The demographic characteristics of the study population that underwent an IVF procedure are displayed in Table 1. The age, the provenance, the obstetrical history, the normal hysteroscopic aspect were not significantly different between groups. Regarding the indication for the IVF procedures, diminished ovarian reserve was encountered more frequently in patients without chronic endometritis, but we consider this an incidental aspect.

Table 1 Demographic characteristics of the study population—patients with positive and negative diagnosis for chronic endometritis

Chronic endometritis prevalence according to the diagnosis criteria is 49.6%. After the diagnosis patients were divided in the oral antibiotic therapy group (OAB) and the intrauterine antibiotic infusion group (IAI). The division of patients according to the treatment option gave us the following results in clinical and demographic characteristics (Table 2):

Table 2 Demographic and clinical characteristics for the 2 groups of patients according to the treatment option for chronic endometritis

Among oral antibiotic group, 11 patients (45.83%) experienced CE resolution after the triple antibiotic therapy. Among intrauterine infusion group, 25 patients (89.29%) presented negative controls (p 0.0020). The efficiency of the treatment in producing negative CD 138 testing was significantly higher for the patients treated by the intrauterine antibiotic infusion: RR = 1.9481 (IC95%: 1.2–3.06), p = 0.0039 with NNT = 2.301 (IC95%: 1.52–4.71).

The hysteroscopic aspects of chronic endometritis are considered to be the classical strawberry pattern but also hemorrhagic spots, focal and generalized hyperemia, pale and edematous mucosa and the presence of micro-polyps as shown in the figure bellow (Fig. 2).

Fig. 2
figure 2

Hysteroscopy findings in chronic endometritis. A. Generalized hyperemia. B. Pale mucosa with polyp. C. Pale mucosa with hemorrhagic spots. D. Strawberry aspect. E. Focal hyperemia. F. Micro-polyps

The histological evaluation was done by identification of one or more plasma cells in the endometrial stroma. Presence of CD138 positive plasma cells were confirmed by brown colored membranes and cytoplasm [23, 30]. (Fig. 3).

Fig. 3
figure 3

a. Fragment of the endometrial mucosa showing proliferative endometrial glands with an edematous stroma. It is difficult to identify plasma cells in HE staining. Most inflammatory cells are lymphocytes (HE 100X). b. Fragment of the endometrial mucosa that shows a positive reaction to CD138 by the IHC (immunohistochemical) technique. Positive control is represented by glandular epithelial cells. In the stroma there are cells with a positive expression (100x). c. The image shows the expression of the positive control (glands) for the CD138 reaction and in the stroma there are several cells with surface marker expression, with equal epithelial intensity of CD138 (plasma cells). Most stromal cells are negative. 200X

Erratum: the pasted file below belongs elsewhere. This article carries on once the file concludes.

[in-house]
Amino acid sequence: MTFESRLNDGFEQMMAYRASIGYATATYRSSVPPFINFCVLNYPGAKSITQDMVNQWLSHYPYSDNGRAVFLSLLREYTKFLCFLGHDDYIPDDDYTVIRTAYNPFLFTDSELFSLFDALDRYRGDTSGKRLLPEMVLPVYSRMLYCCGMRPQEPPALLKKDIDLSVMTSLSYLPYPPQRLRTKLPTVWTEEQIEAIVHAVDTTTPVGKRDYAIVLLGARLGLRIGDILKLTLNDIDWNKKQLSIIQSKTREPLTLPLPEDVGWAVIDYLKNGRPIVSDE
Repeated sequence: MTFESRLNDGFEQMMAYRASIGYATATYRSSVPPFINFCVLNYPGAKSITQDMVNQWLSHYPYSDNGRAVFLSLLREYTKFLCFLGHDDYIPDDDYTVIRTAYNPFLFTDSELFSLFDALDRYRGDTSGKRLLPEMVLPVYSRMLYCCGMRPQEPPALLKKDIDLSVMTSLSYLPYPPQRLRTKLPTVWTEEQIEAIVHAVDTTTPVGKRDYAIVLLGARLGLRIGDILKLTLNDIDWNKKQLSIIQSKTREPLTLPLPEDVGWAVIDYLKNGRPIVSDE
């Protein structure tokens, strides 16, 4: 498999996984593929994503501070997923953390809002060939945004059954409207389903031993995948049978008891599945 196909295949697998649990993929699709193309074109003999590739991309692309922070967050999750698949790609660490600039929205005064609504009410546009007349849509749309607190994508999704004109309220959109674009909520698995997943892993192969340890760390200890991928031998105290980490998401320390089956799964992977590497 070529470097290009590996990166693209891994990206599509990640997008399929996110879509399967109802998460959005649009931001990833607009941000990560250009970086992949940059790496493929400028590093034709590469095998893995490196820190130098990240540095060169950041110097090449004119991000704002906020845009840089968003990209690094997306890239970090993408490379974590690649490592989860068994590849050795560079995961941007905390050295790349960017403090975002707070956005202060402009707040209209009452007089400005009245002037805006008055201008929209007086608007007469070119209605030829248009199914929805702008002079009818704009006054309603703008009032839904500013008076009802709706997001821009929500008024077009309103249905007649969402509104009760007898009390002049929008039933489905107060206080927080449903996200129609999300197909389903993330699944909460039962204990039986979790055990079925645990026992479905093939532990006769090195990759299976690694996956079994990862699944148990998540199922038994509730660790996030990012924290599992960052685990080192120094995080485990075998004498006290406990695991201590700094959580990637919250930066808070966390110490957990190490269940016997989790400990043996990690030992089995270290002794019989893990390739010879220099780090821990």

The normal hysteroscopic aspect had a similar prevalence in patients with the immunohistochemical positive CD 138 as in the group that tested negative at the immunohistochemical CD 138 biopsy for chronic endometritis.

The antibiotic treatment had no significant adverse effect either orally or in uterine infusion and the hysteroscopic procedure had no complication including no bleeding or infections.


Our study provides new and clinical relevant information for physicians about the management of chronic endometritis that remains an emerging topic regarding its diagnosis, treatment and its impact on the result of fertility treatments, as much as, frequently the microbiological results of vaginal and uterine environment are negative [31].

The hysteroscopic examination as a diagnostic tool is used by many practitioners [32, 33], but as our study shows the endometrium hysteroscopic view is a vague diagnosis criteria [34], the normal hysteroscopic aspect did not differ significantly between the positive CD 138 and negative CD 138 groups. This finding proves the importance of endometrial biopsy testing in all patients, even if the hysteroscopic view appears normal.

Although there is no unanimously accepted definition of CE, pathologists agree that using IHC to determine plasma cells by labeling CD138 is currently the most specific and reliable method. Improvement of the diagnosis rate in CE is achieved by implementation of IHC techniques [35]. Besides the true plasmacytes, there are also cells with a plasmacytoid appearance (mononuclear and plasmacytoid stromal cells) which in case of using basic HE stain can be confused with the plasma cells. Additional IHC techniques decrease the false-positive rate, which leads to less overtreatment in women [6]. All published studies show that immunohistochemistry for CD138 positive cells is a golden standard in CE [20]. Although there is no consensus on the IHC assessment of plasma cells, the vast majority of authors believe that the presence of a single cell is sufficient for the diagnosis of CE. Other interpretations used to evaluate CD138 are related to the variable number of plasma cells or the number of HPF images taken into account, from one plasma cell on HPF to 5 plasma cells on 10 HPF or from at least one plasma cell on 10 HPF to 5 plasma cells on 20 HPF [18, 20, 21, 36].